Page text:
Photo effects can be defined as any kind of effect that is applied to a photograph. They can be as simple as placing a filter over the lens of a camera, to as extensive as total manipulation that changes the photo to something that it never was in real life.
While the ease of changing a photo has become much simpler in the modern era of digital imaging and with products such as Adobe Photoshop, the fact is that photo effects have been being applied to photographs since the early days of film cameras. Even in the pre-digital age, the use of manipulation was fairly wide ranging from the subtle use of dodging and burning as done by Ansel Adams, to the flagrant falsifying of images by Elise Wright and Frances Griffiths and the Cottingley Fairies in 1917 that fooled the Sir Arthur Conan Doyle.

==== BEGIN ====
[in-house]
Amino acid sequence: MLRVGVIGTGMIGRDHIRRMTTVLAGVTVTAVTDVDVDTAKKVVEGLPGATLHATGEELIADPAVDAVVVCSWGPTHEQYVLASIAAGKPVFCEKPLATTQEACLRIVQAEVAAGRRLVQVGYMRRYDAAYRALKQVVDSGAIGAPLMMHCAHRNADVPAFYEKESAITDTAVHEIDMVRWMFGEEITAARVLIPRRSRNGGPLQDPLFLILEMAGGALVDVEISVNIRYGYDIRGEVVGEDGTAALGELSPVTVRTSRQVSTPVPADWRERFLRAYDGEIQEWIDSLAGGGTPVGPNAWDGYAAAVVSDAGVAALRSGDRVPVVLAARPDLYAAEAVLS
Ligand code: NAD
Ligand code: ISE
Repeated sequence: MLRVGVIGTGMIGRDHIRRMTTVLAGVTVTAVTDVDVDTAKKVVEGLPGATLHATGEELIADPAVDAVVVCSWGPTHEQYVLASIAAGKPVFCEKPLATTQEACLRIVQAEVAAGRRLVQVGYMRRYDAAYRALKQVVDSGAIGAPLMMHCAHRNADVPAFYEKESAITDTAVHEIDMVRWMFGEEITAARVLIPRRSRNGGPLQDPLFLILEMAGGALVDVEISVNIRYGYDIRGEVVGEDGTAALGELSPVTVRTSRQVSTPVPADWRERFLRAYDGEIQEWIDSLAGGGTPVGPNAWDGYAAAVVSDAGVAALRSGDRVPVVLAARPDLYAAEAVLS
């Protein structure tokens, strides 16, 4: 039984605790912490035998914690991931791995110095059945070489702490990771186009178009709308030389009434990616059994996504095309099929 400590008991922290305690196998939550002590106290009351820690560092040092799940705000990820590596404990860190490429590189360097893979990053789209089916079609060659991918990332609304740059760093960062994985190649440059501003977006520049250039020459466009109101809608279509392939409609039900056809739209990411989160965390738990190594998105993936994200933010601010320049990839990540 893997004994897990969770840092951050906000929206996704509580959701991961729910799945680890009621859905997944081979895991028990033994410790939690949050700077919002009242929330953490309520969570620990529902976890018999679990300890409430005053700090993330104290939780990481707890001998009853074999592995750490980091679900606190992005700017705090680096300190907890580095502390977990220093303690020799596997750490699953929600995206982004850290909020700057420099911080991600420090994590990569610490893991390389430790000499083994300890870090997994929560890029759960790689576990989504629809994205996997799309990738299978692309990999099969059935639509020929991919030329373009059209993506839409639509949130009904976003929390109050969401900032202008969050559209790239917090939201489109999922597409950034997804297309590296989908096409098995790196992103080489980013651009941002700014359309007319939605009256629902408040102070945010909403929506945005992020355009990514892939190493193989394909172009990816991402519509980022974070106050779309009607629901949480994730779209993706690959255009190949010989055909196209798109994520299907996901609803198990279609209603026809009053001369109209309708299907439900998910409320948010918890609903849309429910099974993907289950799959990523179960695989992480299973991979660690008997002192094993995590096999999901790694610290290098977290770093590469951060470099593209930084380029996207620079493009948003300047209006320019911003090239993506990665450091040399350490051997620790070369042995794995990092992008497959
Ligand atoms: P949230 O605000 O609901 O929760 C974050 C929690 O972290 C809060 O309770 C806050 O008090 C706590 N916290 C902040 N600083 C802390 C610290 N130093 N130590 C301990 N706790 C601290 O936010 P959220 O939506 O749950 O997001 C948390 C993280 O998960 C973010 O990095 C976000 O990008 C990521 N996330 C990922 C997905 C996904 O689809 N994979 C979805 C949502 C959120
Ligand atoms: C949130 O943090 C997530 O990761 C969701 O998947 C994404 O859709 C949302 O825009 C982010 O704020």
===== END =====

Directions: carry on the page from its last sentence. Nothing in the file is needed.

Photo effects are done to improve the image in one way or an other; either to make it in to a more pleasant vision of what the photographer was really trying to capture, or to make it more desirable to the person that is viewing the image, such as in the case of the high fashion industry. As the digital market matures, photo effects will continue to develop in new and even more interesting ways.